A “DRUNKEN” lout who used a dog chain as a “ knuckle duster” and attacked two innocent men has kept his freedom.
Burnley Crown Court heard how angry Christopher Varley claimed he had been assaulted about half an hour before and thought one of the victims looked like the man responsible. He punched one man twice after wrapping the chain around his wrist and hit the other over the head with a street sign. Neither was seriously injured.
Varley, who was traced through DNA from his blood on one of the victim’s tops, had more than 30 offences on his record.
The defendant (23), of Towneley Street, Brierfield, had admitted two counts of common assault and one of possessing an offensive weapon and had been committed for sentence by Pennine magistrates. He was given a 12 month community order, with supervision, the Thinking Skills programme and 120 hours unpaid work.
The court was told when the defendant had been arrested, he told police he had been “jumped” by a man, had been knocked out and had suffered facial injuries which bled. He said he and two friends went out dog walking and he was intent on finding his attacker. Varley said he had come across the two victims and thought one of them looked like the man who assaulted him. The defendant said he had been drunk and angry. He had 33 previous convictions.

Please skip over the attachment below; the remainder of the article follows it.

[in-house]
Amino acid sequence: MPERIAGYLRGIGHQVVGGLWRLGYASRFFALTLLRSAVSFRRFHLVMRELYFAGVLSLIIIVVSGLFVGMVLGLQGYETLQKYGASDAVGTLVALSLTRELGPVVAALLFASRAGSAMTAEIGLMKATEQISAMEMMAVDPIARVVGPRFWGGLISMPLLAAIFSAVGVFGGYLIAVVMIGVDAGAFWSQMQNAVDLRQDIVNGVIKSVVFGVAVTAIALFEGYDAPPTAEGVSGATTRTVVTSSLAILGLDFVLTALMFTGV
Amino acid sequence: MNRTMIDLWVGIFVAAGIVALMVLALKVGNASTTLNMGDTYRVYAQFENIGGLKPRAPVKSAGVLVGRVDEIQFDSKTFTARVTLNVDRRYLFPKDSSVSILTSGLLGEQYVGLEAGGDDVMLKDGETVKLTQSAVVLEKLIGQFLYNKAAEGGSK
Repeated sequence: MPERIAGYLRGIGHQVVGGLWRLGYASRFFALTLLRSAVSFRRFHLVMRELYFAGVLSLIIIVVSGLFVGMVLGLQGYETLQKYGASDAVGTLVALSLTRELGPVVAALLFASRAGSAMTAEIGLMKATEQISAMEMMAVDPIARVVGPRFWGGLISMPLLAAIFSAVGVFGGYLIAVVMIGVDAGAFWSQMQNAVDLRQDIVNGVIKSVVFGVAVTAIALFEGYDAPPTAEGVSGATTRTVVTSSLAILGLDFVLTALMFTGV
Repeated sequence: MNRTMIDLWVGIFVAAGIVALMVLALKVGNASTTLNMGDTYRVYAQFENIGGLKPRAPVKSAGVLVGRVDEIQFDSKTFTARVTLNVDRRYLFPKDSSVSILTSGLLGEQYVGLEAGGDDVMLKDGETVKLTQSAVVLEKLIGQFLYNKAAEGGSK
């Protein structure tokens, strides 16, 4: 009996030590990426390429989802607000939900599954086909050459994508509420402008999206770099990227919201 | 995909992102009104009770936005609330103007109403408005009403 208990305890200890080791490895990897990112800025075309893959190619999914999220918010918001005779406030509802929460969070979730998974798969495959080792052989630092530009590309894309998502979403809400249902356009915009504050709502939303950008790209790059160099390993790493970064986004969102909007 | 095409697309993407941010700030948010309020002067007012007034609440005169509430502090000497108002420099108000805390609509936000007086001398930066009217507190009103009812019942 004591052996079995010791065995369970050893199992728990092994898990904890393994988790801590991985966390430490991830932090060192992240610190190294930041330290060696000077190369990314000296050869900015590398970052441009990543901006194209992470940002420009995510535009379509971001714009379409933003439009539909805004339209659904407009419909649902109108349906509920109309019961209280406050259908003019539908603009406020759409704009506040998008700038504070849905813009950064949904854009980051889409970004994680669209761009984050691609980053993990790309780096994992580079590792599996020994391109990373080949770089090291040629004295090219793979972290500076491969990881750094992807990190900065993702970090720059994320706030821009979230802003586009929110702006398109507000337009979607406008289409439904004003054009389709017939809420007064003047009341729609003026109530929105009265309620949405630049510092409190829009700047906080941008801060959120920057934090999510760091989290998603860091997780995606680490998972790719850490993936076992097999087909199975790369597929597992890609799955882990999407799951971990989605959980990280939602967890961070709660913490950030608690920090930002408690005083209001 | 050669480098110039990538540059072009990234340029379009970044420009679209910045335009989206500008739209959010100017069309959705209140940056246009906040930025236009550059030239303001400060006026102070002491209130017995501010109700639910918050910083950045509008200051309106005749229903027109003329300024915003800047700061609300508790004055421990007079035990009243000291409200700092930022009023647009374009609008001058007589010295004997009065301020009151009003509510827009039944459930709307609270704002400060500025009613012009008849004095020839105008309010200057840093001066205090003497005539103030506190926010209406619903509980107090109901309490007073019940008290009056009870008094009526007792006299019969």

For Varley, Mr Simon Gurney said he could have no complaint if he was sent to immediate custody.
He had owned up and limited injuries were caused. The defendant had been to prison since the offences were committed. Despite all the sentences that had been tried with the defendant, he had never been given the chance to go on the Thinking Skills programme. The barrister continued: “This is a young man who plainly needs that sort of assistance. It’s to be hoped if he is given this chance and if he can take it, it will allow him to put this sort of offending behind him.”
Sentencing, Recorder Geoffrey Lowe said the two victims had been entirely innocent, although the defendant thought one of them might be his assailant. He continued: “Clearly they were not. Clearly, you were looking for trouble.”
The judge said Varley had a “vast number of previous convictions” and was responsible for impulsive, often drunken behaviour. He told him: “You are, it seems to me, a young man who resorts to violence, is capable of violence, literally at the drop of a hat.”